If you keep seeing debt as a ‘fixed’ line item in your budget, you’ll never create the urgency needed to put together a plan to pay it off. When you see debt as your nemesis, something that is siphoning extra money right from your wallet each month, that’s when you’ll be mentally ready to tackle it.
Don’t think you have the extra funds to pay towards debt repayment? Read on, for areas where you can cut back and create the extra cash flow you need.
take control of your housing expenses
For most of us, housing is our biggest monthly expense. Whether we’re renting or buying our current home, our cozy little abode costs us a large portion of our income each month. Yet, it’s often the one area that we don’t consider when looking to free up additional funds.
What if you found an apartment that was $200 less per month? As long as you managed your moving expenses properly and got back your current deposit in full, you’d increase your monthly income by $200.
But, what if I’m a homeowner and I can’t just up and move?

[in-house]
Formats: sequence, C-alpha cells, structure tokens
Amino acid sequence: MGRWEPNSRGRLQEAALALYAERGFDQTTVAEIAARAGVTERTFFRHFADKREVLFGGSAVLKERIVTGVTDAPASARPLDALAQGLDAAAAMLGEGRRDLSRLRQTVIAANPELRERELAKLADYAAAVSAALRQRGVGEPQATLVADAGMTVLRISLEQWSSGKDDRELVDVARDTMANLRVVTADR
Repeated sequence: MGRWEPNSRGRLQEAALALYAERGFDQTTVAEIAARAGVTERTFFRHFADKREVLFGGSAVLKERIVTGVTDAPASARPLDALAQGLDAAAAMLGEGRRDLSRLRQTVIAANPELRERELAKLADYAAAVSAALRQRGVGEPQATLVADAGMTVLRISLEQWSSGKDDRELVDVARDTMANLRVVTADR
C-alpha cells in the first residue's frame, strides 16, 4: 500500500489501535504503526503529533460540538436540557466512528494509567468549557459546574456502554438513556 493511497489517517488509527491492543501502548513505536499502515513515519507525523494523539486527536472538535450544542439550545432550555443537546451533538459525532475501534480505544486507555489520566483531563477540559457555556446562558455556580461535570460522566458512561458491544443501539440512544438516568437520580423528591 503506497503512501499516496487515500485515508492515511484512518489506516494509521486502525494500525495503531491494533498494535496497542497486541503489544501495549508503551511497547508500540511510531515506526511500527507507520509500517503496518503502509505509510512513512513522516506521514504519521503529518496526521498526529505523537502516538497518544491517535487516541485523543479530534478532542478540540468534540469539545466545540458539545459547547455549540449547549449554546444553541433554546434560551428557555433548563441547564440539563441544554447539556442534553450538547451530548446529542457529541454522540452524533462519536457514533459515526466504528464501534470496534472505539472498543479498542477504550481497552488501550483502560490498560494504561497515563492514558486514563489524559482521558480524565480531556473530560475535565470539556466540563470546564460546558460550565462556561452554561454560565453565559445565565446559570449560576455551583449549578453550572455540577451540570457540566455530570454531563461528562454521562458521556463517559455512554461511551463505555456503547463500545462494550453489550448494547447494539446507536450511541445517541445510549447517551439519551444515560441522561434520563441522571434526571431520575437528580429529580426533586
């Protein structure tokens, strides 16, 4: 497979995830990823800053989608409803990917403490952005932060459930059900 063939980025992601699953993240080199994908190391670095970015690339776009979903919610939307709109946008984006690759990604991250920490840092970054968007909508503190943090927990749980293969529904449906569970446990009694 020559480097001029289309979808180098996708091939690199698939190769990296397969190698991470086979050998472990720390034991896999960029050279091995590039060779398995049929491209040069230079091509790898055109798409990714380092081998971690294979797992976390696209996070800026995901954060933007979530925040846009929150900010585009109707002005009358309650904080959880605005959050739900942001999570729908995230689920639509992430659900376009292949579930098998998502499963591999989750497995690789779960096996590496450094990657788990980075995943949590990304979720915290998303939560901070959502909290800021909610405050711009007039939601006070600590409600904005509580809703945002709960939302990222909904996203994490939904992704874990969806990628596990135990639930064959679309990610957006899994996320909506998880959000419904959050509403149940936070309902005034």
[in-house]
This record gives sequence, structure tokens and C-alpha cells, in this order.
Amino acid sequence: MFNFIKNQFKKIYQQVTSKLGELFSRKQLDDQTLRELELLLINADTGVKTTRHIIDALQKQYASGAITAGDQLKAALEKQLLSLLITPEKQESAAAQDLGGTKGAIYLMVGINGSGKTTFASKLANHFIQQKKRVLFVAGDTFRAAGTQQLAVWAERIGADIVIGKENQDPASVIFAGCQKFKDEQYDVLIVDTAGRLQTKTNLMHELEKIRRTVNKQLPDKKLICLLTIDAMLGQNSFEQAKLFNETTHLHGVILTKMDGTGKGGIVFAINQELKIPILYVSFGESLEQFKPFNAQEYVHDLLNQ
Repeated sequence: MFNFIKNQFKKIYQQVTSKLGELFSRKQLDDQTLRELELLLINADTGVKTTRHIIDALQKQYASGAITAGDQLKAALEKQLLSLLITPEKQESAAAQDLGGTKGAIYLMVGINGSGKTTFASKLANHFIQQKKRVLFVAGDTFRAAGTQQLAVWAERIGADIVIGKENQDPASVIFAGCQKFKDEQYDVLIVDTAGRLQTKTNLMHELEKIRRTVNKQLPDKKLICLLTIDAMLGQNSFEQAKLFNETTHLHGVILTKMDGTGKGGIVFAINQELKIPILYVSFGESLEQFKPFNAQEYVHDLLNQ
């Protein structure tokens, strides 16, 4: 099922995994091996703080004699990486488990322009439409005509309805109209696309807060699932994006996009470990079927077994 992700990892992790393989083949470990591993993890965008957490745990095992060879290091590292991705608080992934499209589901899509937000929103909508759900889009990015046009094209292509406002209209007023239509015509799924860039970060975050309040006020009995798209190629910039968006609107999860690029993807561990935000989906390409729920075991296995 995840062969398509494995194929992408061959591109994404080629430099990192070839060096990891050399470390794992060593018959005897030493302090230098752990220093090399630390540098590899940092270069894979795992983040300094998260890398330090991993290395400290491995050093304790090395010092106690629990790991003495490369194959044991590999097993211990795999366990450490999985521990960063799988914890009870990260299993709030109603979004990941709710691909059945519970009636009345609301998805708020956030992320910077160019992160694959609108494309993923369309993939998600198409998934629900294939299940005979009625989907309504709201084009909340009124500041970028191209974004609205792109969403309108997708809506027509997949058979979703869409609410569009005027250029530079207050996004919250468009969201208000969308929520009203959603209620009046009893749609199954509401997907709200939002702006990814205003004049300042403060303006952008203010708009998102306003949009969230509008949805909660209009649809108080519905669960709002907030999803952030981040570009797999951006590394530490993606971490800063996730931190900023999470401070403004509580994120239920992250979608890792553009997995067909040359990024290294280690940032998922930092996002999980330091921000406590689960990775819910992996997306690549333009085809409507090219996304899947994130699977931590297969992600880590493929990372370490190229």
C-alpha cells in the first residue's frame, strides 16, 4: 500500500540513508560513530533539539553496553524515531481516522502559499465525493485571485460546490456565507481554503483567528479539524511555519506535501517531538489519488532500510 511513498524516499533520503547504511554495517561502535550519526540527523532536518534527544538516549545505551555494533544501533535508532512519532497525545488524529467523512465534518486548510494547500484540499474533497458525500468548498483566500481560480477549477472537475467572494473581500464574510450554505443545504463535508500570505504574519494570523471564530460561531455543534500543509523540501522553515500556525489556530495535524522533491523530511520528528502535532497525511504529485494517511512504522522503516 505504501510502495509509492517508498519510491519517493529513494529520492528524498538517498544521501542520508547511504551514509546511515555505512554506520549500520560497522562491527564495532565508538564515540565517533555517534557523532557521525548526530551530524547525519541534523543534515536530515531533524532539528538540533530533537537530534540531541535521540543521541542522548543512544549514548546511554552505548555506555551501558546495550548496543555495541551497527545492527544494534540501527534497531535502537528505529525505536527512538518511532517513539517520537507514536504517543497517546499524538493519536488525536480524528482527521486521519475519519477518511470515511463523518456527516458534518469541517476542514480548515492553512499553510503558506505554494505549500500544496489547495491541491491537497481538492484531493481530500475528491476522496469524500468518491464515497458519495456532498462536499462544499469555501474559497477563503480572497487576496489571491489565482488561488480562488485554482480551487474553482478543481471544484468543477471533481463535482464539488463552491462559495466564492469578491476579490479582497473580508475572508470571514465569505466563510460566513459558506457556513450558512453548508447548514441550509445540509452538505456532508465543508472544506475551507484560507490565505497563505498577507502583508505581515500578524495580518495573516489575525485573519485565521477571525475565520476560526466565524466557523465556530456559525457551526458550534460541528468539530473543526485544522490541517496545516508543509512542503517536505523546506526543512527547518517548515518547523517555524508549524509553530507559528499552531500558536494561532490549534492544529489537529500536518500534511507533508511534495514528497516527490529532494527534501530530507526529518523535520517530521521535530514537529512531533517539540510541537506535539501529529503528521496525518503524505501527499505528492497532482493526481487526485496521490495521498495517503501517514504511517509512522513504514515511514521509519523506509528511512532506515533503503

If you’re buying your home, consider refinancing the mortgage loan while interest rates are still very low. Refinancing could save you hundreds of dollars per month. Do your research. Find a bank that offers few or no closing costs on refinanced loans and can offer you the best rate possible.
Not sure how much you could save on your mortgage payment?
This site has an easy to use mortgage calculator: CalcuNation – google the current mortgage refinance interest rate, plug that % into the calculator along with what you currently owe and see if you’d be better off refinancing your home.
Tip: Refinancing can also help you eliminate private mortgage insurance. If the value of your home has appreciated and you’re refinancing 80% or less than its current market value, you might just see that PMI line item disappears from your new monthly payment. Which means… more money back in your pocket!
eliminate unnecessary spending